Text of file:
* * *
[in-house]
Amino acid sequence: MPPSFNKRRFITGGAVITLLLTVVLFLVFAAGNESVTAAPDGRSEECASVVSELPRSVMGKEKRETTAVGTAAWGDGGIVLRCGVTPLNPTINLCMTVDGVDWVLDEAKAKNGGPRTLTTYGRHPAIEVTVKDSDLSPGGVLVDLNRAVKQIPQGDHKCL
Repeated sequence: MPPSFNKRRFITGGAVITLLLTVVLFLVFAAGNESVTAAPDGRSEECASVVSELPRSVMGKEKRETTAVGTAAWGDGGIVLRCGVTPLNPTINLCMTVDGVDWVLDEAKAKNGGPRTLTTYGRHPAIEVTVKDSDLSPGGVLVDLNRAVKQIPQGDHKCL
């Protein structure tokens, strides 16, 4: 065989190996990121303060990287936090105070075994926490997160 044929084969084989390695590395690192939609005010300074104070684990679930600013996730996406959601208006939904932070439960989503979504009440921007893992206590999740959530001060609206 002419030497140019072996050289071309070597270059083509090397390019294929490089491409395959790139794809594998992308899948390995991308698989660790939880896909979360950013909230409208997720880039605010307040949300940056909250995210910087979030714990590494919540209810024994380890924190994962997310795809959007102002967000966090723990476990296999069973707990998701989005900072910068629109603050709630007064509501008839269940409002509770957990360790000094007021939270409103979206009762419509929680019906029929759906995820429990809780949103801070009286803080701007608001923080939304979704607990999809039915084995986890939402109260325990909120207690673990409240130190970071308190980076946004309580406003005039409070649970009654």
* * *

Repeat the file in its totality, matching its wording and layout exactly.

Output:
[in-house]
Amino acid sequence: MPPSFNKRRFITGGAVITLLLTVVLFLVFAAGNESVTAAPDGRSEECASVVSELPRSVMGKEKRETTAVGTAAWGDGGIVLRCGVTPLNPTINLCMTVDGVDWVLDEAKAKNGGPRTLTTYGRHPAIEVTVKDSDLSPGGVLVDLNRAVKQIPQGDHKCL
Repeated sequence: MPPSFNKRRFITGGAVITLLLTVVLFLVFAAGNESVTAAPDGRSEECASVVSELPRSVMGKEKRETTAVGTAAWGDGGIVLRCGVTPLNPTINLCMTVDGVDWVLDEAKAKNGGPRTLTTYGRHPAIEVTVKDSDLSPGGVLVDLNRAVKQIPQGDHKCL
């Protein structure tokens, strides 16, 4: 065989190996990121303060990287936090105070075994926490997160 044929084969084989390695590395690192939609005010300074104070684990679930600013996730996406959601208006939904932070439960989503979504009440921007893992206590999740959530001060609206 002419030497140019072996050289071309070597270059083509090397390019294929490089491409395959790139794809594998992308899948390995991308698989660790939880896909979360950013909230409208997720880039605010307040949300940056909250995210910087979030714990590494919540209810024994380890924190994962997310795809959007102002967000966090723990476990296999069973707990998701989005900072910068629109603050709630007064509501008839269940409002509770957990360790000094007021939270409103979206009762419509929680019906029929759906995820429990809780949103801070009286803080701007608001923080939304979704607990999809039915084995986890939402109260325990909120207690673990409240130190970071308190980076946004309580406003005039409070649970009654």